A lot of people are saying this is bad news for developers. They may be right but really, one of the good things about Heroku is that there is no lock-in: seriously, it is simple to take any rack-based web app off of Heroku and other hosting options like self-managed EC2s, VPSs, etc.

I suspect that Salesforce will at least try hard to not [rock] the boat.

Whether that perception is accurate is debatable: even on identical platforms, migration can present challenges. What is clear is that Heroku deliberately built from standard pieces while its competitors relied on proprietary alternatives, and that developers advantaged the startup for that approach.

The primary question post-acquisition is what the larger significance of this transaction will prove to be. It’s important for Salesforce, of course. The value of the asset they acquired is dependent on their handling of same. If they impose Force.com’s philosophy on their new stable of developers, the impact will be negative. But if Force.com and the newly launched Database.com can borrow from what led to Heroku’s $212M valuation, it could be an inflexion point for its cloud business.

Not least because the larger context points to PaaS opportunity in 2011. M&A activity has pointed in this direction for some time. VMware’s August 2009 purchase of SpringSource [coverage], as an example, has in recent months begun to bear fruit from a PaaS perspective. More recently, Red Hat’s unheralded acquisition of Makara serves as an indication that the former sees realizable platform revenue ahead.

It is self-evident that IaaS is substantially more popular than PaaS at the current time. What’s open to question is whether this state of affairs is likely to be predictive for the future. Clearly the likes of Red Hat, Salesforce and VMware don’t believe it, given their respective investments in PaaS technologies. The economics of these investments are built on expected future returns, but the models employed vary widely from supplier to supplier. One model may be predicated on strong lock-in and commensurately high switching costs, the next might assume the reverse.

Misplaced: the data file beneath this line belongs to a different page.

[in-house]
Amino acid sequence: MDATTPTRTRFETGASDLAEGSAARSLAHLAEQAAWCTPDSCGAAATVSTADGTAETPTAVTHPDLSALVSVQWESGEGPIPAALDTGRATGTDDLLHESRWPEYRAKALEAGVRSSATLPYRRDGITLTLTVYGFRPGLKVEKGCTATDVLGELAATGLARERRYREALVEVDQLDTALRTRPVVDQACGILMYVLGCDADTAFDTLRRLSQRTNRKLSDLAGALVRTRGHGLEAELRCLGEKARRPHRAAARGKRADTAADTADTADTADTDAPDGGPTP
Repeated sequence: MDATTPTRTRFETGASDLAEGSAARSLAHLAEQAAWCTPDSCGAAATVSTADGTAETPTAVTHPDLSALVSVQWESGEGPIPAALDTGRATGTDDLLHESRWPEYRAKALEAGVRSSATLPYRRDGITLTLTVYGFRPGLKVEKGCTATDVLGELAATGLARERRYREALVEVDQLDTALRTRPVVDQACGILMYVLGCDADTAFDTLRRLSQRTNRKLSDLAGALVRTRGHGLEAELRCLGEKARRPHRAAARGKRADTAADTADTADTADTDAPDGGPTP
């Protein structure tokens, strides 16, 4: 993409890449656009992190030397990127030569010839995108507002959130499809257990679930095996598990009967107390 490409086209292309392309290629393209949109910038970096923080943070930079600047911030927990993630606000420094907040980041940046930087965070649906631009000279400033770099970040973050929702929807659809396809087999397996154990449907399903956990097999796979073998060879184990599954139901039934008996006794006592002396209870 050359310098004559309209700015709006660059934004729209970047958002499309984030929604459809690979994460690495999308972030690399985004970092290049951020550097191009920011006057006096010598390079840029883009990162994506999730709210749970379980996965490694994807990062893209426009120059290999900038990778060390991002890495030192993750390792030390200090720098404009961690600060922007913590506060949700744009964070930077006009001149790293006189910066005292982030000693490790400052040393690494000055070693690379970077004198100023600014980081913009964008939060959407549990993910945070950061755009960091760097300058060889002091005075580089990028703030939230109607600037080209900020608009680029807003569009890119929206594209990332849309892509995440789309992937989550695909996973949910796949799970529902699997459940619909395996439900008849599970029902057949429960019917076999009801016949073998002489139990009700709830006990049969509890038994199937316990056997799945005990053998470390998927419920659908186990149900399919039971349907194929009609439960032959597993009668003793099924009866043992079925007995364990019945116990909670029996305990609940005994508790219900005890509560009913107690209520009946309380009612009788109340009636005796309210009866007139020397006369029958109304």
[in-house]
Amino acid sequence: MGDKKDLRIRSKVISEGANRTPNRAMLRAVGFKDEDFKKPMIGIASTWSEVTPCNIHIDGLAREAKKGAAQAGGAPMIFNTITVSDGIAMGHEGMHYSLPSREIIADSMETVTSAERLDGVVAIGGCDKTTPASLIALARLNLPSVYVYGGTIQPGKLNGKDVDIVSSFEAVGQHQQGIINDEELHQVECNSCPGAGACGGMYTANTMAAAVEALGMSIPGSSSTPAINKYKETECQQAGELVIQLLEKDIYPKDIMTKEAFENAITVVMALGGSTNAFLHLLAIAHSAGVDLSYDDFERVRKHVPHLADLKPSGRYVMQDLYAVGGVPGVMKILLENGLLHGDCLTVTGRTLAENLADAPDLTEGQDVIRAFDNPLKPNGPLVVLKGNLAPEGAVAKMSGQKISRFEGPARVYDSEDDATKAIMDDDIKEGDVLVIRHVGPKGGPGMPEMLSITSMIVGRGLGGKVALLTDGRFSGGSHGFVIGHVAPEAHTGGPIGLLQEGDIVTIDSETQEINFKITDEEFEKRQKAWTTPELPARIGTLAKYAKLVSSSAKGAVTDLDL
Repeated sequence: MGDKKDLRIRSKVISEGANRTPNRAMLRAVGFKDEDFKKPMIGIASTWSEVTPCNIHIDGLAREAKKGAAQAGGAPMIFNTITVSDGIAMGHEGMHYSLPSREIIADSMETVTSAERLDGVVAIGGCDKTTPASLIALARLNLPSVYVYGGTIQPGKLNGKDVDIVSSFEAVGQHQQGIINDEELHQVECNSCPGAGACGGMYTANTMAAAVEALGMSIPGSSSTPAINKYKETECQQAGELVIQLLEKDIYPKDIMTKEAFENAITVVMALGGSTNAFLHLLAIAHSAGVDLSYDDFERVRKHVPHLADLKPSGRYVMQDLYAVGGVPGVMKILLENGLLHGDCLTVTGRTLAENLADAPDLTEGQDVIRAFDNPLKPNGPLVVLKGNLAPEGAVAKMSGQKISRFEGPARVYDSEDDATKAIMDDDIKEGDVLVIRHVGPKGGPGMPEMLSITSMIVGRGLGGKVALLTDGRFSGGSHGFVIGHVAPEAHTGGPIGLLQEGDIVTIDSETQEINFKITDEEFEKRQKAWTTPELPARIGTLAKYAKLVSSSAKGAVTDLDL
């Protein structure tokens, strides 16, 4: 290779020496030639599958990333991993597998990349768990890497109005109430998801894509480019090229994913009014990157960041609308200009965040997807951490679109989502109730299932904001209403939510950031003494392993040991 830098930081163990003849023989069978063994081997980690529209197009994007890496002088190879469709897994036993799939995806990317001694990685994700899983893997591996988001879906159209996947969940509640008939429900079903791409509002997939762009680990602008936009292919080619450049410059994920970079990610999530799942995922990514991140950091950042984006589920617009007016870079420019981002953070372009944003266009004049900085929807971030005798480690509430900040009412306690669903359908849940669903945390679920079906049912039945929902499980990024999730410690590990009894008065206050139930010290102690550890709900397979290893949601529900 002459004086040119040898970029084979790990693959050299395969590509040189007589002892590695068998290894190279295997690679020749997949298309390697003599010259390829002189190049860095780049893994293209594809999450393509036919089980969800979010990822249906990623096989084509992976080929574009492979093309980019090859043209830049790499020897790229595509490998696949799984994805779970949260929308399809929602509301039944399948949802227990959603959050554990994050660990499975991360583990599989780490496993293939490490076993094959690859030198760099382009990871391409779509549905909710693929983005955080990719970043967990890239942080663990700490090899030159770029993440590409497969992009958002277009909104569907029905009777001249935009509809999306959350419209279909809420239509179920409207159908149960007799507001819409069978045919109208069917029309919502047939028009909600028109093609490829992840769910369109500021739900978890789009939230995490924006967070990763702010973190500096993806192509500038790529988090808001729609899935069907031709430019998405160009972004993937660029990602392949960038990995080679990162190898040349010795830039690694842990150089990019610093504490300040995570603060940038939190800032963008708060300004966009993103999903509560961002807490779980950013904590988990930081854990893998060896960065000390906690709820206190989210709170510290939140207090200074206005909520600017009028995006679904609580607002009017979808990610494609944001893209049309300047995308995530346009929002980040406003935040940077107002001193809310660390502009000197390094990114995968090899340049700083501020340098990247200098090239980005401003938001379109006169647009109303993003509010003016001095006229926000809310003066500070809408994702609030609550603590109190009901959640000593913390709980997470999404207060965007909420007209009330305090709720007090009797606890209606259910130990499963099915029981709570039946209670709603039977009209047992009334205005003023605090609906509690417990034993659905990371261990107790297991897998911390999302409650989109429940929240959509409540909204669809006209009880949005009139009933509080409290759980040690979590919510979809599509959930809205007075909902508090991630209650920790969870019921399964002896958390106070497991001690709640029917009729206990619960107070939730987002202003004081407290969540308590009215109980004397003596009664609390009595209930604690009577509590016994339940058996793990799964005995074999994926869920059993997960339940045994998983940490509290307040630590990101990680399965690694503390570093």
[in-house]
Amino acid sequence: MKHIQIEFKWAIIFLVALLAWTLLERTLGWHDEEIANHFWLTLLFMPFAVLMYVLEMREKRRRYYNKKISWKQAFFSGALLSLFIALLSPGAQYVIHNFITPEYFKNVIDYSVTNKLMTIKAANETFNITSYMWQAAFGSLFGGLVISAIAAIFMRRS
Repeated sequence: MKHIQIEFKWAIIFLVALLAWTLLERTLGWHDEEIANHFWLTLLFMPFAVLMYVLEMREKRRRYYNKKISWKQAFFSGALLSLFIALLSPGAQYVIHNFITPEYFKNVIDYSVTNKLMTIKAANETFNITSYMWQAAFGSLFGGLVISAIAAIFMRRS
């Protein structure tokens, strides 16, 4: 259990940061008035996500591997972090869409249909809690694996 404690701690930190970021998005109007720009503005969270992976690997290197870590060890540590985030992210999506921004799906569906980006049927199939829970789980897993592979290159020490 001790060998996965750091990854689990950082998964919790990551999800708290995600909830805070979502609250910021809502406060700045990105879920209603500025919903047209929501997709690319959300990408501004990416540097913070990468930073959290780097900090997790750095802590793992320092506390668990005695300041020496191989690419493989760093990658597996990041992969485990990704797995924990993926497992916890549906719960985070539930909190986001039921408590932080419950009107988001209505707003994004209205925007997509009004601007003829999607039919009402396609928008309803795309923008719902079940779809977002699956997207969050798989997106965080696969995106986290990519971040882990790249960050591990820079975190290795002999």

If the history of PaaS to date is any guide, however, successful models will not seek maximum leverage in lock-in. Shapiro and Varian may well be correct that “the profits you can earn from a customer – on a going forward, present-value basis – exactly equal the total switching costs.” But while ARPU is important, the more relevant question, from a PaaS supplier perspective, is customer volume: the cloud is not a model that favors a high margin, smaller customer base.

There is PaaS opportunity ahead; quite a bit of it. It doesn’t pay to bet against abstraction, remember. From optimizing compilers to garbage collecting runtimes to dynamically typed languages to web application frameworks to hypervisors, abstraction is a technology practice with a long tradition of rejection turning to acceptance. Whether Platform-as-a-Service will become another case study in the value of abstraction remains to be seen, but if it’s successful the acquisition of Heroku will likely be, in hindsight, a turning point.

One in which cloud vendors learned that the easier you make it to walk out the door, the more developers are likely to walk through it.

Disclosure: Salesforce paid for my T&E at the Dreamforce conference and is a RedMonk client, as are Apigee, Membase, Microsoft and Red Hat. Heroku is not, nor are Amazon, Google, Cloudant, MongoHQ or New Relic.